The court further stated that since the Idaho Code required joinder of the operator of the vehicle in order to impute negligence to the owner, summary judgment was proper as to Jack Choules unless appellant had the opportunity to amend. However, since the court determined that appellant had notice of the fact that Louis was driving well before the expiration of the two year statute of limitations (I.C. § 5-219), it felt no amendment was possible and the summary judgment should therefore be granted to Jack Choules. Additionally, the court found that there was no evidence of causal negligence on the part of Rodney Choules as passenger and that summary judgment should also be granted as to him.

Appellant moved for reconsideration on the ground that a question of fact existed as to who was driving. Appellant further sought leave to file an amended complaint seeking recovery against Rodney Choules on the theory of "negligent entrustment" of the truck to Louis Bennett. The court denied this motion and appellant appeals from both the granting of the summary judgment to respondents and the denial of the motion to reconsider and allow amendment.

We note that at the time the court considered the motion for summary judgment, no affidavits were filed by the moving parties. No affidavits (other than a statement of counsel so denominated) were filed by the opposing party. The court, therefore, was faced with the facts as they appeared from the record before it. A review of that record clearly indicates the existence of a genuine issue of material fact.

It is axiomatic that upon a motion for summary judgment all facts and inferences must be construed most favorably toward the party opposing the motion. If any genuine issue of material fact remains unresolved, summary judgment is improper. Palmer v. Idaho Bank Trust of Kooskia, 100 Idaho 642, 603 P.2d 597 (1979); McKinley v. Fanning, 100 Idaho 189, 595 P.2d 1084 (1979); and cases cited therein.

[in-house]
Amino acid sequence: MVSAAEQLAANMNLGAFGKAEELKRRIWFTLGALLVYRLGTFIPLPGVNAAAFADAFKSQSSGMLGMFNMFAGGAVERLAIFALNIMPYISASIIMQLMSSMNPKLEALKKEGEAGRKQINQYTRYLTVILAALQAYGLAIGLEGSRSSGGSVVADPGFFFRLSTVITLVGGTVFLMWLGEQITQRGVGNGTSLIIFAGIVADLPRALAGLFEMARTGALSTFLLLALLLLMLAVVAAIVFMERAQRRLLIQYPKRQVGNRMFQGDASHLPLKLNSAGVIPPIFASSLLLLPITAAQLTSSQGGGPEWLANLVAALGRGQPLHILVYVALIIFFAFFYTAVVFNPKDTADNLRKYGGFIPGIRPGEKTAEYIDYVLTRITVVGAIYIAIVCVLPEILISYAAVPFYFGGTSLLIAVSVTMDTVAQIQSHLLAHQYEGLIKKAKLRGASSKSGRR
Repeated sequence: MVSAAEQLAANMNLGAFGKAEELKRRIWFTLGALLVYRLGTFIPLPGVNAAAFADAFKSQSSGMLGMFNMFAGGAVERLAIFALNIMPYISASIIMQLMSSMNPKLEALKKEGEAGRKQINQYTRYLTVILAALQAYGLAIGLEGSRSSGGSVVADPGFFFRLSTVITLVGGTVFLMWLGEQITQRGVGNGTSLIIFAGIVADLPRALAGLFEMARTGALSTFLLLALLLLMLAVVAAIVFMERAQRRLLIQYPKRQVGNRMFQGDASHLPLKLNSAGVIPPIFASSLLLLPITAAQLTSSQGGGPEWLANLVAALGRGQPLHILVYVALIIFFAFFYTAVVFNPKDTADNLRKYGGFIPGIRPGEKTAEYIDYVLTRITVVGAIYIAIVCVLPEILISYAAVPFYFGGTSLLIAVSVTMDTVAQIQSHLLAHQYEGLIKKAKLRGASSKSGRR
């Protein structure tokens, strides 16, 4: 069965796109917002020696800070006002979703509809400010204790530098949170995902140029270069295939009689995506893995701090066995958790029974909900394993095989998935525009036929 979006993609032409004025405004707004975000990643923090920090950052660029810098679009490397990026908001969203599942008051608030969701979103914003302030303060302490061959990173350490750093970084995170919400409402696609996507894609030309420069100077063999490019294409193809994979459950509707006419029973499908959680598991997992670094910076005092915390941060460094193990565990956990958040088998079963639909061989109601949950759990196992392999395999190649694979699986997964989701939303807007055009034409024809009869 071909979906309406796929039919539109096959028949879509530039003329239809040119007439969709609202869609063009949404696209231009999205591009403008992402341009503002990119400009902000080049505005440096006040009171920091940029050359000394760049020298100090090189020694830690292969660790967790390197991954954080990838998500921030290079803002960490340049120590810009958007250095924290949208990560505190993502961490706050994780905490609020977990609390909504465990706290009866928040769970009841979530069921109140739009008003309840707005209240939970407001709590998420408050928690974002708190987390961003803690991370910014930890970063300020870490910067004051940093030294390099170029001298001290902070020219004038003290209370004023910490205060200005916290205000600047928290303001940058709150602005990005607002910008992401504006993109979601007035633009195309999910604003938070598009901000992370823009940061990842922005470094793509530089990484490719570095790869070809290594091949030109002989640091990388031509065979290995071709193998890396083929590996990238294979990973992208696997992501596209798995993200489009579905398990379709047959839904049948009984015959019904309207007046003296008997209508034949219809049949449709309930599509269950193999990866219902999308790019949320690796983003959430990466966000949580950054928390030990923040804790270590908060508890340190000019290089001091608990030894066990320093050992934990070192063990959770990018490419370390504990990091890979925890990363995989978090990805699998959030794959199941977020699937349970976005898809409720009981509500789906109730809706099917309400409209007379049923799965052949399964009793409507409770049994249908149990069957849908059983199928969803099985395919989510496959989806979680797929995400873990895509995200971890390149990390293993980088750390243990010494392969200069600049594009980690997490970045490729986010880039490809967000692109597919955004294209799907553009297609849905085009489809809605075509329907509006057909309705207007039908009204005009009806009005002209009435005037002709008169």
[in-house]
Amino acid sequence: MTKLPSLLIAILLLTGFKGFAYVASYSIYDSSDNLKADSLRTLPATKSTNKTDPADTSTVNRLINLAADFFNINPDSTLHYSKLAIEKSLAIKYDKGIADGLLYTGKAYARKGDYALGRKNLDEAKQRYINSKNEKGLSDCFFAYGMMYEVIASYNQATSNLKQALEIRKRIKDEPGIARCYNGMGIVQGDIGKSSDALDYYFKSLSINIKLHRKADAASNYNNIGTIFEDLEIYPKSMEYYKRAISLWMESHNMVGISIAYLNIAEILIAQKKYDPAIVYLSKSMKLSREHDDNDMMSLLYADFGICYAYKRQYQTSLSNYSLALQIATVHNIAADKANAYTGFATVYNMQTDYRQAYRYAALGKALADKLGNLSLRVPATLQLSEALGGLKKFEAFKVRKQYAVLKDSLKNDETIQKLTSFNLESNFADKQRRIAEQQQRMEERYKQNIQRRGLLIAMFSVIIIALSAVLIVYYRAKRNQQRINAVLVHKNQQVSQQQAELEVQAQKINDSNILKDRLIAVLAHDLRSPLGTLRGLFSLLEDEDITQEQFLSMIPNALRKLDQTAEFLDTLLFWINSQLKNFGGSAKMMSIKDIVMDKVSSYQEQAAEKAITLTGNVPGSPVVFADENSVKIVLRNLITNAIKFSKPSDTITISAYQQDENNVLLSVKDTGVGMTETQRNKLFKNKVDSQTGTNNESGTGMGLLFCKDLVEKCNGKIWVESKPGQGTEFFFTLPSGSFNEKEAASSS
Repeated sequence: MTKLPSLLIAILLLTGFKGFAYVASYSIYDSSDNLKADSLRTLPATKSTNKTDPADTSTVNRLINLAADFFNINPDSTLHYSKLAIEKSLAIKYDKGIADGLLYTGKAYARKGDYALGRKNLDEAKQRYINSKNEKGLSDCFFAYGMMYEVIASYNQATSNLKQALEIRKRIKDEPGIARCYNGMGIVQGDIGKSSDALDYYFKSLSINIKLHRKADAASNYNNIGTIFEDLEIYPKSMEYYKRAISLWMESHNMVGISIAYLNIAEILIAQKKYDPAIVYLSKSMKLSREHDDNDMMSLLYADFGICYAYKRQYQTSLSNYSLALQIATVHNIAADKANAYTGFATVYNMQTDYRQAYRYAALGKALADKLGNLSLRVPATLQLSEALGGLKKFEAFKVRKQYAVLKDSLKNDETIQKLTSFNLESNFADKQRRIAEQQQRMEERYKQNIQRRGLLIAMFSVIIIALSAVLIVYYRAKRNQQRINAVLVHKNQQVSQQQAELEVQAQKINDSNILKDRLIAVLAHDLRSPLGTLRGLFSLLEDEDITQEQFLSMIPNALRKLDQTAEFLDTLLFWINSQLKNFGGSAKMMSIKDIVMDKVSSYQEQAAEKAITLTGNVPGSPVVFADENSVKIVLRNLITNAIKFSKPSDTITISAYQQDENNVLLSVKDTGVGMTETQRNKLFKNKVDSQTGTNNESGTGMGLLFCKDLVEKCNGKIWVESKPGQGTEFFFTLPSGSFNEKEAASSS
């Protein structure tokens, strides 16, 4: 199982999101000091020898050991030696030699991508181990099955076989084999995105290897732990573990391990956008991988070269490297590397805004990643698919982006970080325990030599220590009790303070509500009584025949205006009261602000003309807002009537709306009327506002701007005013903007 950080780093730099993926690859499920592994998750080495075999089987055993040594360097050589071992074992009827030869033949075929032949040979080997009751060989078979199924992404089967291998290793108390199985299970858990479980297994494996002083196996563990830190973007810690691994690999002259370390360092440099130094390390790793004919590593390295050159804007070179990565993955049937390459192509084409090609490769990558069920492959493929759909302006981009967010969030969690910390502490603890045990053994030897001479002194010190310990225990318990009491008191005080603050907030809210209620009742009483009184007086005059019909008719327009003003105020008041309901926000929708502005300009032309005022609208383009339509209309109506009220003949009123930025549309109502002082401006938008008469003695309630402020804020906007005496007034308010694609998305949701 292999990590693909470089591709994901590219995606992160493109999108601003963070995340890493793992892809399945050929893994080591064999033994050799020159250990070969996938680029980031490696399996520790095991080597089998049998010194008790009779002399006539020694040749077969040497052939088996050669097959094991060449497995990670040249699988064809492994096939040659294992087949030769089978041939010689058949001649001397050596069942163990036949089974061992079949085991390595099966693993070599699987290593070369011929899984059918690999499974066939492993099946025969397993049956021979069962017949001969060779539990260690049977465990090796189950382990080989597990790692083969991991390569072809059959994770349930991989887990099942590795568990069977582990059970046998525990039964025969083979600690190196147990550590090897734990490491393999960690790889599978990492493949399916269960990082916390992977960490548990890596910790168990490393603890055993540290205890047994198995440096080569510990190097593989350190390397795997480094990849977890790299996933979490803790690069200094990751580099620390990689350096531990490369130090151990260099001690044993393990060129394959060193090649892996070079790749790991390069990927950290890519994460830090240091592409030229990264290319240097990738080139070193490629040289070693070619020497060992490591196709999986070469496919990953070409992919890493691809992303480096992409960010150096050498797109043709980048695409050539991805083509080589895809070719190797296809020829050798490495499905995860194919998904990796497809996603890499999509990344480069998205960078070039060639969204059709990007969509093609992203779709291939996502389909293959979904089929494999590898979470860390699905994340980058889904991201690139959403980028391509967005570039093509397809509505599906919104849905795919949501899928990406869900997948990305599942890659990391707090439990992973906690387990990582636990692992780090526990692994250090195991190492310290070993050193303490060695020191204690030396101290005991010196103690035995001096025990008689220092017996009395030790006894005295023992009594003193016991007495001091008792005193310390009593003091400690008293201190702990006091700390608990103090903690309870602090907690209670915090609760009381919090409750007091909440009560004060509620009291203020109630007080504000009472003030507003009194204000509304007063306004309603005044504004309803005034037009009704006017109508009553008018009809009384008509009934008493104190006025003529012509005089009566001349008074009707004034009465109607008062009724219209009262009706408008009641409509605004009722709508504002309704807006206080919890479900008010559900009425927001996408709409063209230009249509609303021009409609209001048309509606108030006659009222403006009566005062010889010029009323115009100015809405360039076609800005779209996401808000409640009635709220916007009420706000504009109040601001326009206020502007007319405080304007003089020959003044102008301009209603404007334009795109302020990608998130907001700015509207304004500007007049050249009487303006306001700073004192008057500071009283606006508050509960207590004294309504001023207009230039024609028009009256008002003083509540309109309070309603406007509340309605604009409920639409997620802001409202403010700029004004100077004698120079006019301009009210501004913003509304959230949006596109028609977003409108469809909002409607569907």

Here Rodney Choules made statements to the investigating officer that he was driving the Choules vehicle. Louis Bennett, too, said that Rodney had been the driver. This version was then recanted by both during their depositions, as well as at Rodney's trial on the traffic offenses stemming from the accident and his operating a vehicle while on a restricted license. Not only is the credibility of Rodney and Louis thus drawn into question, but it is manifestly unclear which factual version is the truth. Additionally, appellant testified at her deposition that she observed the pickup's approach for some one-half mile prior to the point of impact. Viewing this in a light most favorable to appellant, her observation would negate the contention that Louis and Rodney stopped and changed drivers 100 yards short of the accident site. It can also be noted that the deposition testimony in addition to referring to the earlier beer drinking by Louis and Rodney, also indicates that Louis had no driver's license, had never driven, and did not know how to drive. What all these conflicting facts and inferences require is further development at trial; what their presence indicates is the impropriety of summary determination. Such matters are properly for the trial of fact and are not to be determined by the court on a motion for summary judgment.

Due to our resolution of this question, appellant's other assignments of error concerning the district court's rulings need not be addressed. Due to the lapse of time since the motion for summary judgment was granted below, upon remand the case will be reopened for additional pleading if the parties so choose.

The decision of the district court granting respondents' motion for summary judgment is reversed and the case remanded for further proceedings in accordance with this opinion. Costs to appellant.


Summaries of

Taylor v. Choules

Supreme Court of Idaho
May 26, 1981
628 P.2d 1056 (Idaho 1981)
Case details for

Taylor v. Choules

Case Details

Full title:Jean TAYLOR, Plaintiff-Appellant, v. Jack CHOULES and Rodney Choules, and…

Court:Supreme Court of Idaho

Date published: May 26, 1981


628 P.2d 1056 (Idaho 1981)
628 P.2d 1056